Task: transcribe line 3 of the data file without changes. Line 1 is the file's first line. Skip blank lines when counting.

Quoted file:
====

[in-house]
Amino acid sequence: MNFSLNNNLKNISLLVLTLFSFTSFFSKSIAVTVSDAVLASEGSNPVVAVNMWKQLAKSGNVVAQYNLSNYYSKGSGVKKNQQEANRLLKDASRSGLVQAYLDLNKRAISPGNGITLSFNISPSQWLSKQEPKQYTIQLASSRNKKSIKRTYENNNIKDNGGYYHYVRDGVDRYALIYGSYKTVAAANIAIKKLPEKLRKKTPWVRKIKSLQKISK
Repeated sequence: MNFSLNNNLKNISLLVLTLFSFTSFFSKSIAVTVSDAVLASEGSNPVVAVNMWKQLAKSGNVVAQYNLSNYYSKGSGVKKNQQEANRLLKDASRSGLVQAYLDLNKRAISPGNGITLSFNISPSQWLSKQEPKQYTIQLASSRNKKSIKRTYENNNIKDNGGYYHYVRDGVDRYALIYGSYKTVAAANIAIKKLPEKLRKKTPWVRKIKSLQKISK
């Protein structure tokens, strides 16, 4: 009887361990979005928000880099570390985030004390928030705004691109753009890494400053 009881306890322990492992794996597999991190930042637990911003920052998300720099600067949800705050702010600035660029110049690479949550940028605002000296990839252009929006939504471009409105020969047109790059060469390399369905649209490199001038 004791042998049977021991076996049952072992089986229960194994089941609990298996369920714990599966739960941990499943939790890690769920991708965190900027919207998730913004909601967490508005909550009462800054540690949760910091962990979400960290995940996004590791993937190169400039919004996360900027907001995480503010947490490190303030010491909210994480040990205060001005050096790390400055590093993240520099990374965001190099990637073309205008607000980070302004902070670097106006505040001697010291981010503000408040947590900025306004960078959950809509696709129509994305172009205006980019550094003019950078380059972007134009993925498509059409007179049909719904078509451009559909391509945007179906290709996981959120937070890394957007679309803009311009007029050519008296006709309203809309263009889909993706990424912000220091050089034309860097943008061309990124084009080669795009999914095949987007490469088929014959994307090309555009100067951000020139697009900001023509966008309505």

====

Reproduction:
Repeated sequence: MNFSLNNNLKNISLLVLTLFSFTSFFSKSIAVTVSDAVLASEGSNPVVAVNMWKQLAKSGNVVAQYNLSNYYSKGSGVKKNQQEANRLLKDASRSGLVQAYLDLNKRAISPGNGITLSFNISPSQWLSKQEPKQYTIQLASSRNKKSIKRTYENNNIKDNGGYYHYVRDGVDRYALIYGSYKTVAAANIAIKKLPEKLRKKTPWVRKIKSLQKISK